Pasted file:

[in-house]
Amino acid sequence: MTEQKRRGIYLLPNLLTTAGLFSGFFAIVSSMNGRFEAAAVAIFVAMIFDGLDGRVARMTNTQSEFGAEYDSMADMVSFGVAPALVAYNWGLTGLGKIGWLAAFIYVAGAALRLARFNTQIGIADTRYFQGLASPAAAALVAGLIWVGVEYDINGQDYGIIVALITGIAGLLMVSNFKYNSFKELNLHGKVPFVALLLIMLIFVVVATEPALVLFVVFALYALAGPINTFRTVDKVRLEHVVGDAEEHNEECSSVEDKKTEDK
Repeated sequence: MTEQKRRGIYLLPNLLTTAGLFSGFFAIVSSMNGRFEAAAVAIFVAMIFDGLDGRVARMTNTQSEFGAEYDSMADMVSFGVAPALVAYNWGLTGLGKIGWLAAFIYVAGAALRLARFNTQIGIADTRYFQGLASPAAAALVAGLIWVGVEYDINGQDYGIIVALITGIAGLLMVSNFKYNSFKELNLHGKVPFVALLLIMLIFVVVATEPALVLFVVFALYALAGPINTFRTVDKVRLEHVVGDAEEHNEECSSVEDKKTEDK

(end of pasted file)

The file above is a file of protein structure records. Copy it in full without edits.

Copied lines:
[in-house]
Amino acid sequence: MTEQKRRGIYLLPNLLTTAGLFSGFFAIVSSMNGRFEAAAVAIFVAMIFDGLDGRVARMTNTQSEFGAEYDSMADMVSFGVAPALVAYNWGLTGLGKIGWLAAFIYVAGAALRLARFNTQIGIADTRYFQGLASPAAAALVAGLIWVGVEYDINGQDYGIIVALITGIAGLLMVSNFKYNSFKELNLHGKVPFVALLLIMLIFVVVATEPALVLFVVFALYALAGPINTFRTVDKVRLEHVVGDAEEHNEECSSVEDKKTEDK
Repeated sequence: MTEQKRRGIYLLPNLLTTAGLFSGFFAIVSSMNGRFEAAAVAIFVAMIFDGLDGRVARMTNTQSEFGAEYDSMADMVSFGVAPALVAYNWGLTGLGKIGWLAAFIYVAGAALRLARFNTQIGIADTRYFQGLASPAAAALVAGLIWVGVEYDINGQDYGIIVALITGIAGLLMVSNFKYNSFKELNLHGKVPFVALLLIMLIFVVVATEPALVLFVVFALYALAGPINTFRTVDKVRLEHVVGDAEEHNEECSSVEDKKTEDK